Following the success of Crowded House's debut and the band's grueling promotion schedule, Neil Finn was clearly showing signs that he was no longer happy being New Zealand's zany ambassador to the U.S. While the material on Temple of Low Men demonstrates great leaps in quality over its predecessor, it is a darkly difficult album, especially for those expecting Crowded House, Pt. 2 -- in short, there are no immediately accessible singles. Instead, Finn digs into the depths of his emotional psyche with obsessive detail, crafting a set of intense, personal songs that range from the all-too-intimate look at infidelity of "Into Temptation" to the raucous exorcism of "Kill Eye." Through all of this introspective soul-searching, Finn reveals most of all his true mastery of melody.
Words: Chris Woodstra
More experimental and musically varied than any of their previous releases, Together Alone finds Crowded House branching out into traditional Maori music and heavy guitars, as well as the shining pop songcraft that is Neil Finn's trademark. Picking up a new guitarist and adding the production skills of ex-Killing Joke member Youth, Crowded House energize their sound without losing sight of Finn's classic pop songwriting, as "Locked Out" and "Distant Sun" prove.
Words: Stephen Thomas Erlewine
Like any band, Crowded House had some unfinished business after their split. Namely, they had a number of very good songs that never appeared on an official album. These weren't rejects, per se -- they were tunes that didn't have a home, so they popped up on B-sides, soundtracks and live shows, where Crowded House regularly aired unreleased and rare songs. These often became fan favorites yet they weren't readily available until the appearance of the rarities, B-sides, and "orphans" collection, Afterglow. Not every non-LP song made the cut, but everything here is quite strong and the album gels very well, sounding a bit like a lost album, even if the tracks were recorded between 1985 and 1994. Is it an essential collection? Well, for hardcore fans -- the kind that know that with the existence of Afterglow they can now piece together the running order of the original Woodface -- it certainly is. But it's not just for them, since casual fans will find several gems here. Perhaps Paul Hester's endearingly silly "My Telly's Gone Bung" will rub them the wrong way, but such gems as the pre-Crowded House tune "Recurring Dream" and the gorgeous "I Love You Dawn" rank among the group's finest, proving that Neil Finn became an exceptional songsmith during the time he led Crowded House. They, along with several other tunes, mean Afterglow isn't just appealing for Crowded House diehards, but for anyone with a taste for fine, well-crafted pop.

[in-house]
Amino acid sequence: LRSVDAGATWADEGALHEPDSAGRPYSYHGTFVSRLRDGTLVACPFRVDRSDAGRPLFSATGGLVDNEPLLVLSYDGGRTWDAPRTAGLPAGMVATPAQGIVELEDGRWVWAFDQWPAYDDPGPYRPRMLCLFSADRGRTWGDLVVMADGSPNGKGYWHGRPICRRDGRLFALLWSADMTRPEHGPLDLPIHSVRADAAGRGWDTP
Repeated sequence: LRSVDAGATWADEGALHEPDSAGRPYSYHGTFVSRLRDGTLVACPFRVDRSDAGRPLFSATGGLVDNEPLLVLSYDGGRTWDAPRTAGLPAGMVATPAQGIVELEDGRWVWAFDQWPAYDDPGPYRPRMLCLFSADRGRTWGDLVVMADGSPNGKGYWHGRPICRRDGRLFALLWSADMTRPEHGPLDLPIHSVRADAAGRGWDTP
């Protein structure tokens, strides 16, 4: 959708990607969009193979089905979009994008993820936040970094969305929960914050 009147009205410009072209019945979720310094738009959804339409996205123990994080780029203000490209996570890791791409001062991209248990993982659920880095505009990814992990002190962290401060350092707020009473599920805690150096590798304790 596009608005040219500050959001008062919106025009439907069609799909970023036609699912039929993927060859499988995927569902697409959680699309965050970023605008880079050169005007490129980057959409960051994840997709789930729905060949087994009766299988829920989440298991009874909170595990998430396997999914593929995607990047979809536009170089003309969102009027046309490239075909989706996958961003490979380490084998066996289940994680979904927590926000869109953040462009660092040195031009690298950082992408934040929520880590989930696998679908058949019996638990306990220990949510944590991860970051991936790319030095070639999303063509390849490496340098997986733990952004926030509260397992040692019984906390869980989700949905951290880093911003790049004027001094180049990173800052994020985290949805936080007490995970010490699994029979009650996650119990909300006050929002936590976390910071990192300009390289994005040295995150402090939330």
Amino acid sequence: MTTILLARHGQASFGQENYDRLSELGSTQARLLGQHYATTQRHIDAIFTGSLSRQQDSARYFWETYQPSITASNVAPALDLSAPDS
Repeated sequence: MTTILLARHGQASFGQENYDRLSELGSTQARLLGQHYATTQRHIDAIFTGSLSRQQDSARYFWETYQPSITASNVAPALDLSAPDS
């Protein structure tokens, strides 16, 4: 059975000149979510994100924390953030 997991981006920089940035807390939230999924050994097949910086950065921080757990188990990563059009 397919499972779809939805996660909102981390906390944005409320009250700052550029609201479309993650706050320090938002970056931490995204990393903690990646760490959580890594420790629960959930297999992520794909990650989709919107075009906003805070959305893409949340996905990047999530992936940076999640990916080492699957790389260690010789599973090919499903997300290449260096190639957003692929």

Words: Stephen Thomas Erlewine
With the heavy lifting of the Crowded House reunion out of the way, Neil Finn is able to settle into comfortable craft on Intriguer, the band’s sixth album. Intriguer isn’t as self-consciously weighty as Time on Earth -- Finn is not tackling mortality in the wake of the death of his longtime friend and bandmate Paul Hester -- but it’s also not as hazy as Finn’s pair of solo LPs. In tone and timbre, it’s closest to the second Finn Brothers album, the ruminative Everyone Is Here, but it lacks the reflective undertow of that 2004 album; it may be subdued, but it’s not reveling in its melancholy, it’s riding a gentle wave, swaying from song to song. Sometimes the tempo gets slightly heated -- “Inside Out” works a nicely grinding guitar riff, “Saturday Sun” pulsates to an electronic rhythm -- but the album doesn’t command attention so much as it teases it. This light touch suits Finn’s songs; he’s favoring subtle craftsmanship over immediate hooks, so it only fits that the mood of Intriguer is soothing, something that pays off great dividends upon close listens. It may not be flashy but it’s sturdy and expertly honed, reflecting Finn’s craftsmanship on a song-by-song basis but holding together better as an album than any Finn project in recent memory.
Words: Stephen Thomas Erlewine